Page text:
The staircase brings to mind a favourite song of mine by the band Tool. The song is called Lateralus, and the syllables of the song lyrics adhere to the Fibonacci sequence, which is a series of numbers that can often be found when measuring the dimensions of naturally occurring spirals, such as in spider’s webs or some plants. So, each time you see a spiral staircase, bear in mind that although it might be m,an-made, the design is almost certainly natural in origin!
Lyrics to Lateralus:
With my feet upon the ground
I lose myself between the sounds
And open wide to suck it in
I feel it move across my skin
I’m reaching up and reaching out
I’m reaching for the random or
Whatever will bewilder me
Whatever will bewilder me
And following our will and wind
We may just go where no one’s been
We’ll ride the spiral to the end
And may just go where no one’s been
I’m one of these weirdos that goes to art galleries and takes just as much interest in the gallery itself – the architecture, its history, – as the exhibitions themselves. The Lighthouse, situated in Glasgow’s Mitchell Lane (and by ‘situated’ I actually mean quite well hidden), adjoins the former Herald Building designed by the famous Charles Rennie Macintosh. the building serves as Scotland’s centre for architecture and design, and houses Creative Scotland offices, among others. The Lighthouse is currently hosting several exhibits as part of the 2016 Festival of Architecture and Design, including the fantastic Macintosh Interpretation centre, which I have a post coming up on.
I can and do spend hours at a time in the Lighthouse, and I’m never disappointed with new exhibitions or events (they regularly hold lecturers around various topics, including hosting several successful Glasgow Centre for Population Health talks in the past – I was there, they were very good). I think I spent about 3 hours in there yesterday, as there was some stuff I didn’t realise was on – I was mainly there for the John Maher exhibition, but I’ll post about that later. for this post I want to focus on the architecture of The Lighthouse itself; specifically the modern design elements of the building that date from the late 90s when the building was first opened after laying empty for 15 years as the former headquarters of the Glasgow Herald newspaper – the main part of the gallery is actually formed from the old back stores of the herald building, and was never meant to be seen by the public.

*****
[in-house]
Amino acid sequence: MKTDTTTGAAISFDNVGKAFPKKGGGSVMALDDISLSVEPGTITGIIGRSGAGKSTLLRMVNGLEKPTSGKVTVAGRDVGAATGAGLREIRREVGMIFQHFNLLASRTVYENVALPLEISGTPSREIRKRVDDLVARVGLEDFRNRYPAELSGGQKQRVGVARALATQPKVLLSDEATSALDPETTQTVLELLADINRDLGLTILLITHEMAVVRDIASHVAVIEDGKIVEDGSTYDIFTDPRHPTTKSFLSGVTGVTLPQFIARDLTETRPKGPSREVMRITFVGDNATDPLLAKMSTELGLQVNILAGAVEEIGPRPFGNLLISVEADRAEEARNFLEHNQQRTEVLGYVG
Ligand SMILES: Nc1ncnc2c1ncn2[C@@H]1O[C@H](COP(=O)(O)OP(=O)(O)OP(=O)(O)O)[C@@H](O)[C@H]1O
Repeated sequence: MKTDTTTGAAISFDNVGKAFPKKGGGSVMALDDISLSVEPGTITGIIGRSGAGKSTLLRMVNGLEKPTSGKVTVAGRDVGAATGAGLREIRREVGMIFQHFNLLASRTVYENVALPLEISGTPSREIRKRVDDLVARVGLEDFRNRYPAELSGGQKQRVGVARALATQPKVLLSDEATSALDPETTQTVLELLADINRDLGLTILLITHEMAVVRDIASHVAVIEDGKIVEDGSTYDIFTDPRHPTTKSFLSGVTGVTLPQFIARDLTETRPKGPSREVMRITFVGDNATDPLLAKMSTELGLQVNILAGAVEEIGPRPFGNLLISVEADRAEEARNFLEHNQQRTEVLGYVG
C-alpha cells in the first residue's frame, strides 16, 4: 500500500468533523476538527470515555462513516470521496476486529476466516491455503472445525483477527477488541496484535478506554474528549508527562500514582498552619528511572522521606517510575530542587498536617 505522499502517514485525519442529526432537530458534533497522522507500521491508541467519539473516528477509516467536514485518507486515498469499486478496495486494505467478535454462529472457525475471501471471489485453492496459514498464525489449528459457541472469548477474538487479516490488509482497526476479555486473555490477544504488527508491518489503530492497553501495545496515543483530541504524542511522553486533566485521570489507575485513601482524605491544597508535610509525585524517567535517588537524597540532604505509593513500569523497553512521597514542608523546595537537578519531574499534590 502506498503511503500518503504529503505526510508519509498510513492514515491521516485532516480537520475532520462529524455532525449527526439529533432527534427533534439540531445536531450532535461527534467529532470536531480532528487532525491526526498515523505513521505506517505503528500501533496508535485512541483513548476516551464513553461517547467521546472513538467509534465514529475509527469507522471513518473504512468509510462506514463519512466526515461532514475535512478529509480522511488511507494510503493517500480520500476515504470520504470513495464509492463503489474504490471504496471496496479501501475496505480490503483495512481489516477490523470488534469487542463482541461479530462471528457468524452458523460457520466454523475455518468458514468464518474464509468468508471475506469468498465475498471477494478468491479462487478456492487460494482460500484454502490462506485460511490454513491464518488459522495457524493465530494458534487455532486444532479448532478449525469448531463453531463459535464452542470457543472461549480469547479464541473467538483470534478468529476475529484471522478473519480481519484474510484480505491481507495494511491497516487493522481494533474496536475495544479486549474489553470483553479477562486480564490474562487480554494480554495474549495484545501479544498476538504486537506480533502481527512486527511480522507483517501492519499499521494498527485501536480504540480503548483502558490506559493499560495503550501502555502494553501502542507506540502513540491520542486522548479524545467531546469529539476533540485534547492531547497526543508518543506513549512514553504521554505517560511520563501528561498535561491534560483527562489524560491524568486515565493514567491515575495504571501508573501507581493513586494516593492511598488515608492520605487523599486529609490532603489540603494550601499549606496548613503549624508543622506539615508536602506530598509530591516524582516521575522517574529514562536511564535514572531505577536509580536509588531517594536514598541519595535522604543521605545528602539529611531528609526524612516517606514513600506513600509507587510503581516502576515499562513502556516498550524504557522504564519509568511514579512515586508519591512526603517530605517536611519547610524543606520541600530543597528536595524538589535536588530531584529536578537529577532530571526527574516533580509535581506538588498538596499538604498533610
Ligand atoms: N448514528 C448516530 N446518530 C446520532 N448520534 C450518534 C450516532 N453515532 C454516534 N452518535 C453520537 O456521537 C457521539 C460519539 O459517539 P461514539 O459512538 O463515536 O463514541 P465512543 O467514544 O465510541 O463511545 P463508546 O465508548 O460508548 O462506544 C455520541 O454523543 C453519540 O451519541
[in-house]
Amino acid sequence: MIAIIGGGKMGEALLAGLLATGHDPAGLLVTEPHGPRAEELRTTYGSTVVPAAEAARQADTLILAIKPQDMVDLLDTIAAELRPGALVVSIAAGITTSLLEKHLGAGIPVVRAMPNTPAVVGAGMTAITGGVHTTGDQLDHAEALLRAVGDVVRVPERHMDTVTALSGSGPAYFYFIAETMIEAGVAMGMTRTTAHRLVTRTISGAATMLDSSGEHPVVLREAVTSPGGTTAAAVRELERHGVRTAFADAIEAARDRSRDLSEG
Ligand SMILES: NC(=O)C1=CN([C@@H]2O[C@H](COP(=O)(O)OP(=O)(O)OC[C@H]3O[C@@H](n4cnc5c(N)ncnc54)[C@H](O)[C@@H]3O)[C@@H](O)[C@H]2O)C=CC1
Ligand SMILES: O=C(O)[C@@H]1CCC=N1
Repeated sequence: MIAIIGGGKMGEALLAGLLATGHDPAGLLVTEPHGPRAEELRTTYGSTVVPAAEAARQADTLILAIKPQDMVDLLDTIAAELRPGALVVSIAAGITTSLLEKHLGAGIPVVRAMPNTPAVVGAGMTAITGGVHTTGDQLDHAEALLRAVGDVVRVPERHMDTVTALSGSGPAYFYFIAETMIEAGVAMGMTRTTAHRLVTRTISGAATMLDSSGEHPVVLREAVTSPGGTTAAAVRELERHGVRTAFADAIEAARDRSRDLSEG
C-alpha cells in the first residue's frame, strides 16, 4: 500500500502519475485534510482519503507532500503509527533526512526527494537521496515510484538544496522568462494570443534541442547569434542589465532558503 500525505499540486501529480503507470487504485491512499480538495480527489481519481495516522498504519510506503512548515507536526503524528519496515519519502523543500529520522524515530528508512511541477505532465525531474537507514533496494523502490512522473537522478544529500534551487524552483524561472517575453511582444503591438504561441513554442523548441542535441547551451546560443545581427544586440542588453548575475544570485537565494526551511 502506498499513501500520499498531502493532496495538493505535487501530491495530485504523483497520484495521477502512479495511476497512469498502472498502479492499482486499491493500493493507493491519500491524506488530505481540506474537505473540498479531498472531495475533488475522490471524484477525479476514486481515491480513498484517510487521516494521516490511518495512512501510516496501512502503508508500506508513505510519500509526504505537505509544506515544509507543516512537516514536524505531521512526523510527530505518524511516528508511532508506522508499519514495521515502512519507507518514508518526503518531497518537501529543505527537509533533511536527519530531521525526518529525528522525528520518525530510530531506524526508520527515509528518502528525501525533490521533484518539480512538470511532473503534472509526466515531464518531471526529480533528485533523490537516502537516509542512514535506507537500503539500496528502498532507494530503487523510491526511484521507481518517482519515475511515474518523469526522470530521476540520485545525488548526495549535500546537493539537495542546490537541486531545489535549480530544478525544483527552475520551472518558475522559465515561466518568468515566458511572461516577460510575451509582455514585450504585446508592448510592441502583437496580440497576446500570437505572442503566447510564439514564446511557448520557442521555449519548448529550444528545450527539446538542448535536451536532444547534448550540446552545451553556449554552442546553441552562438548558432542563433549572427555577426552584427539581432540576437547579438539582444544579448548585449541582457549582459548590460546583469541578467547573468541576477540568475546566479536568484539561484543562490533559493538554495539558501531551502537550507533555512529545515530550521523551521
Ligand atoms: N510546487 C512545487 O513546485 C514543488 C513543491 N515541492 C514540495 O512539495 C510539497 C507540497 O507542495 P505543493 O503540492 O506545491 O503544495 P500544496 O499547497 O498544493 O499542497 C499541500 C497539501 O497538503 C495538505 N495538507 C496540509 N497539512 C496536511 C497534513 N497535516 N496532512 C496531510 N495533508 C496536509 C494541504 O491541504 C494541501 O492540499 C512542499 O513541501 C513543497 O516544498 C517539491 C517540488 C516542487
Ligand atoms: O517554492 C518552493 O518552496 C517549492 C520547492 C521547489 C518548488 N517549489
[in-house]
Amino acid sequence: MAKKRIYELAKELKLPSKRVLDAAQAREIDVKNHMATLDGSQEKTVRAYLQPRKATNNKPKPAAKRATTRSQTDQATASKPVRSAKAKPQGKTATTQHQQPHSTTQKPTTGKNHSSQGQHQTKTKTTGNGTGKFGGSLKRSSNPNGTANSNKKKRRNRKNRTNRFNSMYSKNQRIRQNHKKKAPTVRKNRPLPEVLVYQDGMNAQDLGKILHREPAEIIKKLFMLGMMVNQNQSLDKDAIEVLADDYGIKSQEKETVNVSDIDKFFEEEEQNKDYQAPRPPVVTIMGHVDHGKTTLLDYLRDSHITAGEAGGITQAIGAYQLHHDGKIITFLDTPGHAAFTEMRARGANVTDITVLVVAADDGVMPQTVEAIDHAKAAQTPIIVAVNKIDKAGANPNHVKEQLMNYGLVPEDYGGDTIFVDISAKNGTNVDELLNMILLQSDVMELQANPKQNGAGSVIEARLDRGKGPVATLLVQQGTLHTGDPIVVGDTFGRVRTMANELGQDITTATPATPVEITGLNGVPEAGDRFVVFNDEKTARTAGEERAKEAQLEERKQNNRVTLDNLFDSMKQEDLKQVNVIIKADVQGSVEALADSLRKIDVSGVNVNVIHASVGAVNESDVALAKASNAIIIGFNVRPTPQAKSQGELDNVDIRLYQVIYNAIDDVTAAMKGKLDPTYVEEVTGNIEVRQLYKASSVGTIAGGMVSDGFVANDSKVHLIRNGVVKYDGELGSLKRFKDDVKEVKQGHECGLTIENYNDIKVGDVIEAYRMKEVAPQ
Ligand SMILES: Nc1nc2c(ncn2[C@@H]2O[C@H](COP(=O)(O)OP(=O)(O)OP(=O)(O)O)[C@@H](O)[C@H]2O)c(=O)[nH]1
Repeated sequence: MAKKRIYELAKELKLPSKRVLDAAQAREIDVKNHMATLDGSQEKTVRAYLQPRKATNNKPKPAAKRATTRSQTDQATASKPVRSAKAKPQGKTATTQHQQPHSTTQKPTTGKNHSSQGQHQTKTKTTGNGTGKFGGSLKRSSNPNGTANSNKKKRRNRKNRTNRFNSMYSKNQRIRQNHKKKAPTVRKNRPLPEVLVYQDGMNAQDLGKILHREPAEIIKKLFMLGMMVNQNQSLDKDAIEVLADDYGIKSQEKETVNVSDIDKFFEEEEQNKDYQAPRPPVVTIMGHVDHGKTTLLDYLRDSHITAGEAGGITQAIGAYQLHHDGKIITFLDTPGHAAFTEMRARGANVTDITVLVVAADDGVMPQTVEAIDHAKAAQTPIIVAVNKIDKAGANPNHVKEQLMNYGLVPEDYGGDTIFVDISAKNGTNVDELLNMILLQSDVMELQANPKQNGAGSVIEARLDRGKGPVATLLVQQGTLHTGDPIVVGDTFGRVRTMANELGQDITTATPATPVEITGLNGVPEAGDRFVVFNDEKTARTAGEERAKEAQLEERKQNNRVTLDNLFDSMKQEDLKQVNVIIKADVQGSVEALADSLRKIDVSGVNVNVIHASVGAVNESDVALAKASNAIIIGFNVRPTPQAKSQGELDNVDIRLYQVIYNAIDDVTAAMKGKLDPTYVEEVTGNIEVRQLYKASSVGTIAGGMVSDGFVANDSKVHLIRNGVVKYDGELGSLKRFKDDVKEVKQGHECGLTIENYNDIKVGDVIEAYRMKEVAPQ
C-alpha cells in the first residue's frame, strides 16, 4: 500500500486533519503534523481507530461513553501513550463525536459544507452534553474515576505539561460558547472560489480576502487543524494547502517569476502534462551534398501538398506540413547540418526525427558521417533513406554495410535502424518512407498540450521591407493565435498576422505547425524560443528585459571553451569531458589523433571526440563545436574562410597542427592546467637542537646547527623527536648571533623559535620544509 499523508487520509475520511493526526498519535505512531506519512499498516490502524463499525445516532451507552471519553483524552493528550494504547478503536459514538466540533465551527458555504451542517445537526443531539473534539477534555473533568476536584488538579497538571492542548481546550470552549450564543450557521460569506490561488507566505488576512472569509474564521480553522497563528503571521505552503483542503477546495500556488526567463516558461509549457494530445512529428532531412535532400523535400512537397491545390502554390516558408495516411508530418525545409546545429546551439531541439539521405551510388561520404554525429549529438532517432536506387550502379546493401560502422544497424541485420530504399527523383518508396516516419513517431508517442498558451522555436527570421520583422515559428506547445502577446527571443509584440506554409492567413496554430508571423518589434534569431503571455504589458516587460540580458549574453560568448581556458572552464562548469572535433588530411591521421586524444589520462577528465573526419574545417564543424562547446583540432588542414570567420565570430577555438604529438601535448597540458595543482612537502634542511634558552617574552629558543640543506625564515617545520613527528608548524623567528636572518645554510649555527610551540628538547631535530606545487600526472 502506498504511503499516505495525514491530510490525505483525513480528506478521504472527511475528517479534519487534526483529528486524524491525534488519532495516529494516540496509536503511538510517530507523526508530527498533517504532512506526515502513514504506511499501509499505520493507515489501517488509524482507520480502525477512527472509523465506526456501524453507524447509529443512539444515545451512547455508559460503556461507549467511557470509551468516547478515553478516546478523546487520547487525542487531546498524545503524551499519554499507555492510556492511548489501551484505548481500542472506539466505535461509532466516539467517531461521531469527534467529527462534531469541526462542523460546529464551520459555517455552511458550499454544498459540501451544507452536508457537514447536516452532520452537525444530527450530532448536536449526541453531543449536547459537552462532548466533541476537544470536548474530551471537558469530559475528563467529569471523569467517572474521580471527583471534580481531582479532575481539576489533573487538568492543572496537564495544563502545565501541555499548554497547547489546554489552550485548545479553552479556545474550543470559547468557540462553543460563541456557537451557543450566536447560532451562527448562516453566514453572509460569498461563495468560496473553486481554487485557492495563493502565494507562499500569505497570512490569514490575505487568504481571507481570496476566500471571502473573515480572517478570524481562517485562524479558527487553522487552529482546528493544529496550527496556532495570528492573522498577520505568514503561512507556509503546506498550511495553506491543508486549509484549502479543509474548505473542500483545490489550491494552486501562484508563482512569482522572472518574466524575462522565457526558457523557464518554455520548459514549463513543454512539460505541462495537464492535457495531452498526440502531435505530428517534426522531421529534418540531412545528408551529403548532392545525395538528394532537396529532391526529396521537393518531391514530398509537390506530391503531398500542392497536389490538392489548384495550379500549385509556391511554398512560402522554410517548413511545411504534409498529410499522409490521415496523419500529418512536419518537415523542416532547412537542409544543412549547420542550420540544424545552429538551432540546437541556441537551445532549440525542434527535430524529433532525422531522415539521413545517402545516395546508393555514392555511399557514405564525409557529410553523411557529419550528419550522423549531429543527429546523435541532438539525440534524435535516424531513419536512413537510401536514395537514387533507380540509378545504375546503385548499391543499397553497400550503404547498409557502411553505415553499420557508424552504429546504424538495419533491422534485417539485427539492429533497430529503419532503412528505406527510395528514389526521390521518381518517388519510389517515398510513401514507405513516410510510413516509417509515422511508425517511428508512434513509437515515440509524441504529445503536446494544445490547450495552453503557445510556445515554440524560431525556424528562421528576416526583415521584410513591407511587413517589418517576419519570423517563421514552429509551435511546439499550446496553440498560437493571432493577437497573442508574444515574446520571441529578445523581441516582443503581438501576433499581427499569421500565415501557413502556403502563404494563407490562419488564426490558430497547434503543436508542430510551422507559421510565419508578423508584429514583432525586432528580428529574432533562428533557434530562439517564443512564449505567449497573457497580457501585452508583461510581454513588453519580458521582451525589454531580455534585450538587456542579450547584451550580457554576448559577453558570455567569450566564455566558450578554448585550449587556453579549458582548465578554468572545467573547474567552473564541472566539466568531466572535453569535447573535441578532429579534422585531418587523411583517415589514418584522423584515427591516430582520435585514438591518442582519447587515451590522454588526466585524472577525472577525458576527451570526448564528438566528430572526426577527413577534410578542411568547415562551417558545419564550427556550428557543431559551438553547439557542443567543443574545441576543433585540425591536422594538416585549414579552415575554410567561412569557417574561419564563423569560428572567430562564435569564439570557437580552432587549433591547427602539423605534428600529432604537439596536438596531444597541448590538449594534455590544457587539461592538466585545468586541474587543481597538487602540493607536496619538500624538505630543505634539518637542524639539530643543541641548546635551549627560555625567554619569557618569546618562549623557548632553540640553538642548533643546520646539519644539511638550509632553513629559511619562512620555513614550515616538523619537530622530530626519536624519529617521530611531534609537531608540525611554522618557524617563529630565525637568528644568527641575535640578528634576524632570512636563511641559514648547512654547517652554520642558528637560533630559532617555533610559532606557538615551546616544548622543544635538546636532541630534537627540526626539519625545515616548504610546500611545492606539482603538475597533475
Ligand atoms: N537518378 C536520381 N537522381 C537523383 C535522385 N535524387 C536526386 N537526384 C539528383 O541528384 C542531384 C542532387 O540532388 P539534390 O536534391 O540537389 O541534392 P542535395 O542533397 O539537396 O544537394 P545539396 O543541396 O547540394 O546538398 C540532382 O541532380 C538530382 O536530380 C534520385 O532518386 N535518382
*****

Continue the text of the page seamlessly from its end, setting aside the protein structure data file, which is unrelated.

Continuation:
The modern interior is a stunning combination of converging lines, glass and both natural and artificial light that is at once both intimate and open. The building has been designed in such a way as to allow the light to filter in at certain points and illuminate across several levels of the building, with an interesting mix of materials providing the interior with an almost futuristic look – including some of the original brickwork and windows from the Macintosh designed element of the building – but one which also reminds you of the building materials from days gone by, reflecting the myriad architectural styles and building materials that can be seen across the city’s buildings and structures. That’s about all the architectural language I know (not much, I realise) so I’ll stop trying to describe the building and let the photographs speak for themselves.
I would highly recommend a visit to The Lighthouse if you are visiting Glasgow, or even if you are local to the area. The exhibitions are updated regularly, and I’d imagine it’s a great day out with the family – and it’s free!
More info on The Lighthouse can be found here here. Current exhibitions are part of the Festival of Architecture and Design, about which more information can be found here.
I’ve been seeing a lot of minimalist print art recently, and I really like the sty;e so thought I’d give it a shot myself. This is my first attempt using the Pen Tool in Photoshop to produce vector shapes, so they are admittedly very minimal – some of the more complex stuff people can do with vectors is amazing. I went with some of my favourite movie quotes, and tried to create simple vectors that sum up the scene, or an aspect of the scene, the quote was from. These are just some rough attempts, as I get better at with the Pen Tool I’m going to attempt something more complex. Or at least improve these ones.
Clockwise from the left: Roy Batty in Ridley Scott’s Bladerunner (1982); Hunter S. Thompson in Fear and Loathing in Las Vegas (1998); Kylo Ren and Han Solo (respectively) in Star Wars: The Force Awakens (2015).